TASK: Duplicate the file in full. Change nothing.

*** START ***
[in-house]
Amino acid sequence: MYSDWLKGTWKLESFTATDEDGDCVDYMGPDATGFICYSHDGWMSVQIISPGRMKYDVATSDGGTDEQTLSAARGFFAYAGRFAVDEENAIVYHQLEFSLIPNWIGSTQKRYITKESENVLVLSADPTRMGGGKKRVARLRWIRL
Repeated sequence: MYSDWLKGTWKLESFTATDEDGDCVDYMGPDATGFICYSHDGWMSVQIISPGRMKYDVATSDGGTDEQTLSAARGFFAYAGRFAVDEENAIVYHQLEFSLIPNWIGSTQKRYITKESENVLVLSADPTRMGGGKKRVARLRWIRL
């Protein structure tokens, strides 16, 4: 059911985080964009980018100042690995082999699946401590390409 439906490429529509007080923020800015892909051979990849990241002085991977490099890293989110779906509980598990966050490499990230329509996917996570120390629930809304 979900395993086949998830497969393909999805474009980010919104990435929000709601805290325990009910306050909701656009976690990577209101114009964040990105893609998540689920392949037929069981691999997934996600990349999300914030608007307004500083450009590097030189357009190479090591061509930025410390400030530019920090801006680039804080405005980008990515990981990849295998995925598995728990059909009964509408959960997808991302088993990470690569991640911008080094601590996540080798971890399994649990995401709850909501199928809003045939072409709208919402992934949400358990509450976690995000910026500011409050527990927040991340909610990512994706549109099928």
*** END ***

[in-house]
Amino acid sequence: MYSDWLKGTWKLESFTATDEDGDCVDYMGPDATGFICYSHDGWMSVQIISPGRMKYDVATSDGGTDEQTLSAARGFFAYAGRFAVDEENAIVYHQLEFSLIPNWIGSTQKRYITKESENVLVLSADPTRMGGGKKRVARLRWIRL
Repeated sequence: MYSDWLKGTWKLESFTATDEDGDCVDYMGPDATGFICYSHDGWMSVQIISPGRMKYDVATSDGGTDEQTLSAARGFFAYAGRFAVDEENAIVYHQLEFSLIPNWIGSTQKRYITKESENVLVLSADPTRMGGGKKRVARLRWIRL
């Protein structure tokens, strides 16, 4: 059911985080964009980018100042690995082999699946401590390409 439906490429529509007080923020800015892909051979990849990241002085991977490099890293989110779906509980598990966050490499990230329509996917996570120390629930809304 979900395993086949998830497969393909999805474009980010919104990435929000709601805290325990009910306050909701656009976690990577209101114009964040990105893609998540689920392949037929069981691999997934996600990349999300914030608007307004500083450009590097030189357009190479090591061509930025410390400030530019920090801006680039804080405005980008990515990981990849295998995925598995728990059909009964509408959960997808991302088993990470690569991640911008080094601590996540080798971890399994649990995401709850909501199928809003045939072409709208919402992934949400358990509450976690995000910026500011409050527990927040991340909610990512994706549109099928």